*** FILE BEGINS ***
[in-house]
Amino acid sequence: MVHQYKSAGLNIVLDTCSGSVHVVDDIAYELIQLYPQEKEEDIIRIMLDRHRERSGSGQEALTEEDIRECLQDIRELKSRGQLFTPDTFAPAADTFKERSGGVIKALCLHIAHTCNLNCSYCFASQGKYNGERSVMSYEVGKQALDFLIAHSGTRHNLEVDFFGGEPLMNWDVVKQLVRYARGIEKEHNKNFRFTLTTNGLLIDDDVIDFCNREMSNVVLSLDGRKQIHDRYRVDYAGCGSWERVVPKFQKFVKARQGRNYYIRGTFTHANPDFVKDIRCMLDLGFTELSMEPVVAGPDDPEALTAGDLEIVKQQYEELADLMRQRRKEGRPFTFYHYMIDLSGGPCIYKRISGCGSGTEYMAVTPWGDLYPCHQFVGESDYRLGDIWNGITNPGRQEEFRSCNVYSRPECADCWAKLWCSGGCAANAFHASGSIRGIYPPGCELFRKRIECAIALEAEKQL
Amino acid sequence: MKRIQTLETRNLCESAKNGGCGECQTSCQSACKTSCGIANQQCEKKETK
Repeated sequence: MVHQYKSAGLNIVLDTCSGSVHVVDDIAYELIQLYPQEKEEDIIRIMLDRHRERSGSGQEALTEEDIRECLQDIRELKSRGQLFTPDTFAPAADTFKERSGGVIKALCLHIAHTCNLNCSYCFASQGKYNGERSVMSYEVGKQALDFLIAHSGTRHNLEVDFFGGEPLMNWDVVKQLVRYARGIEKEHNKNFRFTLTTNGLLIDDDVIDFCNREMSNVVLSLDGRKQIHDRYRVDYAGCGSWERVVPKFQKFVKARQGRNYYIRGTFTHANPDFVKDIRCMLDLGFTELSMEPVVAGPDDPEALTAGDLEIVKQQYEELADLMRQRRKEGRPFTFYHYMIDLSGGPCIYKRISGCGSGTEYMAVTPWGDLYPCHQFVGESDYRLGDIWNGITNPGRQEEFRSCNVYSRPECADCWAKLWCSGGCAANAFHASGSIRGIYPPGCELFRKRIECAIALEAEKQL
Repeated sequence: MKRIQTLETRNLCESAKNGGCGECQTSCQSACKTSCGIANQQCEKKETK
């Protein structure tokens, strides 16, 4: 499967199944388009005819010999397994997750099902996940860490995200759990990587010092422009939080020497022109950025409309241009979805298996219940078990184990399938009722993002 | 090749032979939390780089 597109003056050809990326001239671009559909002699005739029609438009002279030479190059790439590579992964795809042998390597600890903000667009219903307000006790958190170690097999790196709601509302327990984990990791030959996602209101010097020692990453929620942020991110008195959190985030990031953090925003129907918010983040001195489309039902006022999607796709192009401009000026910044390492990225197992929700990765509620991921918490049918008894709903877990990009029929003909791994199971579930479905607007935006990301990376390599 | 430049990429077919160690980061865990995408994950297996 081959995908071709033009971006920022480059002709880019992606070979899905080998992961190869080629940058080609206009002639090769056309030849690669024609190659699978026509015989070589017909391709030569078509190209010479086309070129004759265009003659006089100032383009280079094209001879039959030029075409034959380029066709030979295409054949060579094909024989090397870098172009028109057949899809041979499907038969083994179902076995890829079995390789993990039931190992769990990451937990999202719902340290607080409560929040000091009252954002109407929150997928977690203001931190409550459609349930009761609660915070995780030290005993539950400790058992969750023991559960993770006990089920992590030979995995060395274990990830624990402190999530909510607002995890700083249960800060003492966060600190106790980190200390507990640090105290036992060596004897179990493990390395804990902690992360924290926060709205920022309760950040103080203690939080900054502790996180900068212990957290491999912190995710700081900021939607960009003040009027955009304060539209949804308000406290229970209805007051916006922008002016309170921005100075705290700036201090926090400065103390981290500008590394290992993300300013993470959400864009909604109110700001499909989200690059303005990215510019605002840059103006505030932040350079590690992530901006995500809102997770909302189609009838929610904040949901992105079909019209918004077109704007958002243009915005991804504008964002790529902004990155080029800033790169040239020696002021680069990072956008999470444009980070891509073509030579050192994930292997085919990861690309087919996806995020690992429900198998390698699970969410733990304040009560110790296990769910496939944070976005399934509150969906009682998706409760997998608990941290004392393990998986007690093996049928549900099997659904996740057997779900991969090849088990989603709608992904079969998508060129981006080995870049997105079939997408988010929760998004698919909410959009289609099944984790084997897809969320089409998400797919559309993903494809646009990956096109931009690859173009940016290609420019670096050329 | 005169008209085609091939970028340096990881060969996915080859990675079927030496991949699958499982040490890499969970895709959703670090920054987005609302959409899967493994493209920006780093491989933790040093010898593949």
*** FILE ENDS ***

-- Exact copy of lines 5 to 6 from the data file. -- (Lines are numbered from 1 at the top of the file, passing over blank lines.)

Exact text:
Repeated sequence: MKRIQTLETRNLCESAKNGGCGECQTSCQSACKTSCGIANQQCEKKETK
């Protein structure tokens, strides 16, 4: 499967199944388009005819010999397994997750099902996940860490995200759990990587010092422009939080020497022109950025409309241009979805298996219940078990184990399938009722993002 | 090749032979939390780089 597109003056050809990326001239671009559909002699005739029609438009002279030479190059790439590579992964795809042998390597600890903000667009219903307000006790958190170690097999790196709601509302327990984990990791030959996602209101010097020692990453929620942020991110008195959190985030990031953090925003129907918010983040001195489309039902006022999607796709192009401009000026910044390492990225197992929700990765509620991921918490049918008894709903877990990009029929003909791994199971579930479905607007935006990301990376390599 | 430049990429077919160690980061865990995408994950297996 081959995908071709033009971006920022480059002709880019992606070979899905080998992961190869080629940058080609206009002639090769056309030849690669024609190659699978026509015989070589017909391709030569078509190209010479086309070129004759265009003659006089100032383009280079094209001879039959030029075409034959380029066709030979295409054949060579094909024989090397870098172009028109057949899809041979499907038969083994179902076995890829079995390789993990039931190992769990990451937990999202719902340290607080409560929040000091009252954002109407929150997928977690203001931190409550459609349930009761609660915070995780030290005993539950400790058992969750023991559960993770006990089920992590030979995995060395274990990830624990402190999530909510607002995890700083249960800060003492966060600190106790980190200390507990640090105290036992060596004897179990493990390395804990902690992360924290926060709205920022309760950040103080203690939080900054502790996180900068212990957290491999912190995710700081900021939607960009003040009027955009304060539209949804308000406290229970209805007051916006922008002016309170921005100075705290700036201090926090400065103390981290500008590394290992993300300013993470959400864009909604109110700001499909989200690059303005990215510019605002840059103006505030932040350079590690992530901006995500809102997770909302189609009838929610904040949901992105079909019209918004077109704007958002243009915005991804504008964002790529902004990155080029800033790169040239020696002021680069990072956008999470444009980070891509073509030579050192994930292997085919990861690309087919996806995020690992429900198998390698699970969410733990304040009560110790296990769910496939944070976005399934509150969906009682998706409760997998608990941290004392393990998986007690093996049928549900099997659904996740057997779900991969090849088990989603709608992904079969998508060129981006080995870049997105079939997408988010929760998004698919909410959009289609099944984790084997897809969320089409998400797919559309993903494809646009990956096109931009690859173009940016290609420019670096050329 | 005169008209085609091939970028340096990881060969996915080859990675079927030496991949699958499982040490890499969970895709959703670090920054987005609302959409899967493994493209920006780093491989933790040093010898593949």